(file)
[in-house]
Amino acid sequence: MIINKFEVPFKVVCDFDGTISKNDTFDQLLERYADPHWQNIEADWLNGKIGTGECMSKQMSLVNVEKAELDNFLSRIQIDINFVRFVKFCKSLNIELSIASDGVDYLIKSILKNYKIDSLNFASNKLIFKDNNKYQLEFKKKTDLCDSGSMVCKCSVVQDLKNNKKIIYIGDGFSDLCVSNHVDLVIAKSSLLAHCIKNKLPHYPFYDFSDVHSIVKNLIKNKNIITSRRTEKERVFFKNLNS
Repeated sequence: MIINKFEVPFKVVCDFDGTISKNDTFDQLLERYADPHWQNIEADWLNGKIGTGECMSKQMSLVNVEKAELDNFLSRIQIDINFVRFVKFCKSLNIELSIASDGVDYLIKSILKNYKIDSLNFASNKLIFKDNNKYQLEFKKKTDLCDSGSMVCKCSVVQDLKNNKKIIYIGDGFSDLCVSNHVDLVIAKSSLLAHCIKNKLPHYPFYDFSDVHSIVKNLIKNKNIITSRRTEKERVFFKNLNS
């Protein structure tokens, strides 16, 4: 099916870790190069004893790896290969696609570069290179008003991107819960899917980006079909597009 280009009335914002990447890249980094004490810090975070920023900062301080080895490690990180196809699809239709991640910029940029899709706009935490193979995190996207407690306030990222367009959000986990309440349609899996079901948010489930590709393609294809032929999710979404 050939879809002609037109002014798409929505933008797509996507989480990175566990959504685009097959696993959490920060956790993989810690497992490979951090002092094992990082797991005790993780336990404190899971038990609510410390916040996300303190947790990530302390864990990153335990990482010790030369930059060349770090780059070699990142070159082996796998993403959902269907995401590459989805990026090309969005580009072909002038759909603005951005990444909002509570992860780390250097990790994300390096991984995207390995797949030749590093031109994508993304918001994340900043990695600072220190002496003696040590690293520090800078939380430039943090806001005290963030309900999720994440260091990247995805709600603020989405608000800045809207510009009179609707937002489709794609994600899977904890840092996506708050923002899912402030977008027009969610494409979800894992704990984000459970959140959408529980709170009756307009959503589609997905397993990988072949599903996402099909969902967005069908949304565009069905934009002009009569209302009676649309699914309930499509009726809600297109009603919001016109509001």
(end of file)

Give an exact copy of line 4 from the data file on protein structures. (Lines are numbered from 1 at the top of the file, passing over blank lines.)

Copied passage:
């Protein structure tokens, strides 16, 4: 099916870790190069004893790896290969696609570069290179008003991107819960899917980006079909597009 280009009335914002990447890249980094004490810090975070920023900062301080080895490690990180196809699809239709991640910029940029899709706009935490193979995190996207407690306030990222367009959000986990309440349609899996079901948010489930590709393609294809032929999710979404 050939879809002609037109002014798409929505933008797509996507989480990175566990959504685009097959696993959490920060956790993989810690497992490979951090002092094992990082797991005790993780336990404190899971038990609510410390916040996300303190947790990530302390864990990153335990990482010790030369930059060349770090780059070699990142070159082996796998993403959902269907995401590459989805990026090309969005580009072909002038759909603005951005990444909002509570992860780390250097990790994300390096991984995207390995797949030749590093031109994508993304918001994340900043990695600072220190002496003696040590690293520090800078939380430039943090806001005290963030309900999720994440260091990247995805709600603020989405608000800045809207510009009179609707937002489709794609994600899977904890840092996506708050923002899912402030977008027009969610494409979800894992704990984000459970959140959408529980709170009756307009959503589609997905397993990988072949599903996402099909969902967005069908949304565009069905934009002009009569209302009676649309699914309930499509009726809600297109009603919001016109509001």